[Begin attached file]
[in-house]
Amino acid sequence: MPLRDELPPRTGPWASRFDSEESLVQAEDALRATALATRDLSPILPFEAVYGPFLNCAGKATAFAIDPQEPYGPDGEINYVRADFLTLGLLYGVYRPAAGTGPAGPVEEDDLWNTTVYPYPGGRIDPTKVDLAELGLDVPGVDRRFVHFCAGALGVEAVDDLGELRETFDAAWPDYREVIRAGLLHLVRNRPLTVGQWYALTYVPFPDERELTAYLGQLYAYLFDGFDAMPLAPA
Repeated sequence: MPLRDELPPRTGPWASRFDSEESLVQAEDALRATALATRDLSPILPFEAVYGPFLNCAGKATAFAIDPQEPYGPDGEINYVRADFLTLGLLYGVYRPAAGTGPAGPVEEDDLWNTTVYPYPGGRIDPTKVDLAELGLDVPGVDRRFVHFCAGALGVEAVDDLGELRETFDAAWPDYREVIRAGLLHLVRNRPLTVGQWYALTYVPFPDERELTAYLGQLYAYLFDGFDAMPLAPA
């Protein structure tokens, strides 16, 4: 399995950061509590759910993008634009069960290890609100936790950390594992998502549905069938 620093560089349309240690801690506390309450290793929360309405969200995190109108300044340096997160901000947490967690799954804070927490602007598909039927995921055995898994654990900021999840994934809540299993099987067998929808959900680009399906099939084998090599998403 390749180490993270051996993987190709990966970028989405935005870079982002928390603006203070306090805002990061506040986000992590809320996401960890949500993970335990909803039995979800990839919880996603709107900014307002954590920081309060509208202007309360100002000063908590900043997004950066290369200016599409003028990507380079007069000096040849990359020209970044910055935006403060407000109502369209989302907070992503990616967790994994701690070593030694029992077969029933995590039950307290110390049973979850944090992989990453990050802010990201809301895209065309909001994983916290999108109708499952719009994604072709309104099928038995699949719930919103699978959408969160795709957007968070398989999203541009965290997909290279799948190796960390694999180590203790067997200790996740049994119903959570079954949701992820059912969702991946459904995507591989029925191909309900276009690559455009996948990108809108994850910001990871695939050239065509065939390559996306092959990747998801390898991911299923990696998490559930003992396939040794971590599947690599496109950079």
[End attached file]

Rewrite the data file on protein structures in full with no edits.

[in-house]
Amino acid sequence: MPLRDELPPRTGPWASRFDSEESLVQAEDALRATALATRDLSPILPFEAVYGPFLNCAGKATAFAIDPQEPYGPDGEINYVRADFLTLGLLYGVYRPAAGTGPAGPVEEDDLWNTTVYPYPGGRIDPTKVDLAELGLDVPGVDRRFVHFCAGALGVEAVDDLGELRETFDAAWPDYREVIRAGLLHLVRNRPLTVGQWYALTYVPFPDERELTAYLGQLYAYLFDGFDAMPLAPA
Repeated sequence: MPLRDELPPRTGPWASRFDSEESLVQAEDALRATALATRDLSPILPFEAVYGPFLNCAGKATAFAIDPQEPYGPDGEINYVRADFLTLGLLYGVYRPAAGTGPAGPVEEDDLWNTTVYPYPGGRIDPTKVDLAELGLDVPGVDRRFVHFCAGALGVEAVDDLGELRETFDAAWPDYREVIRAGLLHLVRNRPLTVGQWYALTYVPFPDERELTAYLGQLYAYLFDGFDAMPLAPA
């Protein structure tokens, strides 16, 4: 399995950061509590759910993008634009069960290890609100936790950390594992998502549905069938 620093560089349309240690801690506390309450290793929360309405969200995190109108300044340096997160901000947490967690799954804070927490602007598909039927995921055995898994654990900021999840994934809540299993099987067998929808959900680009399906099939084998090599998403 390749180490993270051996993987190709990966970028989405935005870079982002928390603006203070306090805002990061506040986000992590809320996401960890949500993970335990909803039995979800990839919880996603709107900014307002954590920081309060509208202007309360100002000063908590900043997004950066290369200016599409003028990507380079007069000096040849990359020209970044910055935006403060407000109502369209989302907070992503990616967790994994701690070593030694029992077969029933995590039950307290110390049973979850944090992989990453990050802010990201809301895209065309909001994983916290999108109708499952719009994604072709309104099928038995699949719930919103699978959408969160795709957007968070398989999203541009965290997909290279799948190796960390694999180590203790067997200790996740049994119903959570079954949701992820059912969702991946459904995507591989029925191909309900276009690559455009996948990108809108994850910001990871695939050239065509065939390559996306092959990747998801390898991911299923990696998490559930003992396939040794971590599947690599496109950079």